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Guiding Principles for Picking Parents

Elizabeth Bartholet

Harvard Law School

Harvard Women's Law Journal, Vol. 27, p. 323, 2004

This paper looks at our new technological ability to determine genetic paternity, in the context of legal and social developments related to the family, and tries to come up with some guidelines for figuring out how to decide parentage in the modern era. Many claim that since DNA tests mean we can now easily tell who the genetic father is, we should make that man the legal father and release any other who might be playing that role from parental responsibility. However the trend in law over recent decades has been in the direction of reducing the role that biology plays in determining parentage, with the law giving increasing deference to existing social parenting relationships and to the intent to create such relationships as factors to take into account when parentage is contested. This paper assesses the importance of the genetic link to parenting, considers it in comparison to a variety of other factors relevant to parenting, and sets out some guiding principles for choosing among possible parents, principles designed to serve children's interests in stable, nurturing, parenting relationships.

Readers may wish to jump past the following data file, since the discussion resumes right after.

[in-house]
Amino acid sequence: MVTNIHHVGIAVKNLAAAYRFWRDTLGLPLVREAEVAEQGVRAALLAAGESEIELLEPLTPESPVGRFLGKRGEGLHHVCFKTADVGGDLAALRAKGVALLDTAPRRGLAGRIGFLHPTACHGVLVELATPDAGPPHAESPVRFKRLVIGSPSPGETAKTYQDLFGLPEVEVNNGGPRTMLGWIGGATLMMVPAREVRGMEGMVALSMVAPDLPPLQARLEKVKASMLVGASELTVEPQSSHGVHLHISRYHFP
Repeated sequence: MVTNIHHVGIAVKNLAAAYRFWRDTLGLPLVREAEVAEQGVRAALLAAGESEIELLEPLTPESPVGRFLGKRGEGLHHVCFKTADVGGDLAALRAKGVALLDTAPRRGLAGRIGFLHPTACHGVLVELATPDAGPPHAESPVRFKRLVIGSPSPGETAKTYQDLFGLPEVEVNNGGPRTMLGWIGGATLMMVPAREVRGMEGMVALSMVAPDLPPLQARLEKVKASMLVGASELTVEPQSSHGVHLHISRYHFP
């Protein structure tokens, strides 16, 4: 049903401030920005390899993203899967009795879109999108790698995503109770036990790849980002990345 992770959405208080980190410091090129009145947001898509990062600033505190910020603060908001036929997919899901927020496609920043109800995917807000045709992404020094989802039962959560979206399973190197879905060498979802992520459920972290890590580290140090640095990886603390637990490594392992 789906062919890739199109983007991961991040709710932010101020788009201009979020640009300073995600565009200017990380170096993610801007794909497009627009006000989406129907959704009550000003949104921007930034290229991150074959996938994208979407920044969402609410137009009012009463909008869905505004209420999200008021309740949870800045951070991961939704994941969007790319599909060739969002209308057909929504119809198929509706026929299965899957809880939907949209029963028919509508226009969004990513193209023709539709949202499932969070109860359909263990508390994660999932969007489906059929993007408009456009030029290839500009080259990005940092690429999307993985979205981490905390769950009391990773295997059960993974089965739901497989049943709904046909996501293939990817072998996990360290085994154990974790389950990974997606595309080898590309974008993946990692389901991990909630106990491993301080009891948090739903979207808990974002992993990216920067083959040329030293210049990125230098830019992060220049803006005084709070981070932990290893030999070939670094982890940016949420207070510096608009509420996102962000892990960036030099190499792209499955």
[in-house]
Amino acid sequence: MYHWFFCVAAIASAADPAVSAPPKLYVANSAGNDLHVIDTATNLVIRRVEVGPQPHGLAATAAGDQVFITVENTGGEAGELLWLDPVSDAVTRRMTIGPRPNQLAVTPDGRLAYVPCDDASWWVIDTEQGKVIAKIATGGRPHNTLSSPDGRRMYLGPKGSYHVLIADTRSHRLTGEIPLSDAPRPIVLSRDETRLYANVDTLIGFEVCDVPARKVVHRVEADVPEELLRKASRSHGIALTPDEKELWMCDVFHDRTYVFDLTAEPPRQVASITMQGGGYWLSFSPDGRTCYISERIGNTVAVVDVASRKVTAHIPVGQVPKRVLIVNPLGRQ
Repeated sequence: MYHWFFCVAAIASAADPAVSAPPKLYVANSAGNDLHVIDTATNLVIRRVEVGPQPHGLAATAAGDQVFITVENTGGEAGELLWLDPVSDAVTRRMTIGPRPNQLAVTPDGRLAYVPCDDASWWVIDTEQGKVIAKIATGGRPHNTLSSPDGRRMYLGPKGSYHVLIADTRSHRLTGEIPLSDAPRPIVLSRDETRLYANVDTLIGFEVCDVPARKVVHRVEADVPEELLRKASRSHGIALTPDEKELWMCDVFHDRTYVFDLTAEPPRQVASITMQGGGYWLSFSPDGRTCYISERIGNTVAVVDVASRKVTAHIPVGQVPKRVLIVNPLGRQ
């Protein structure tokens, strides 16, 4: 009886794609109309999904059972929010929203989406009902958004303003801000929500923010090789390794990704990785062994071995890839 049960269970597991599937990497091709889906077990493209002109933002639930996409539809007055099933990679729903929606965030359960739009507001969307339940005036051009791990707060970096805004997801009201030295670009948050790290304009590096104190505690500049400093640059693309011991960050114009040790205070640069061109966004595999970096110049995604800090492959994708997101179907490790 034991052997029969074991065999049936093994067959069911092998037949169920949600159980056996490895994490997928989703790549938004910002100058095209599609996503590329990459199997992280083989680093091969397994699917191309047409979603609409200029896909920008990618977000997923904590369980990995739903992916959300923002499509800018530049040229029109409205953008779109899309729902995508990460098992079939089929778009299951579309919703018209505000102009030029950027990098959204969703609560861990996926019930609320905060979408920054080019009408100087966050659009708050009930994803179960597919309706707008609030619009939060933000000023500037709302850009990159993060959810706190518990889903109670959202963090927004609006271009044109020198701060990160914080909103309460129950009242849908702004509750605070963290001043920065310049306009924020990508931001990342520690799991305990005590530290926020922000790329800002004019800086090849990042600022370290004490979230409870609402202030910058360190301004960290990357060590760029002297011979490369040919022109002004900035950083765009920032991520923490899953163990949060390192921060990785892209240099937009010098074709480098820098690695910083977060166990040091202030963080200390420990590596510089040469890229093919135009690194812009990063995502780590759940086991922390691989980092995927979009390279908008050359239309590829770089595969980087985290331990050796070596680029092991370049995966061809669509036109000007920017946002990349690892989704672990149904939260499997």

Number of Pages in PDF File: 21

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Date posted: August 13, 2005  

Suggested Citation

Bartholet, Elizabeth, Guiding Principles for Picking Parents. Harvard Women's Law Journal, Vol. 27, p. 323, 2004. Available at SSRN: https://ssrn.com/abstract=774387

Contact Information

Elizabeth Bartholet (Contact Author)
Harvard Law School ( email )
Hauser Hall 422
1563 Massachusetts Avenue
Cambridge, MA 02138
United States
(617) 495-3128 (Phone)
(617) 496-4947 (Fax)

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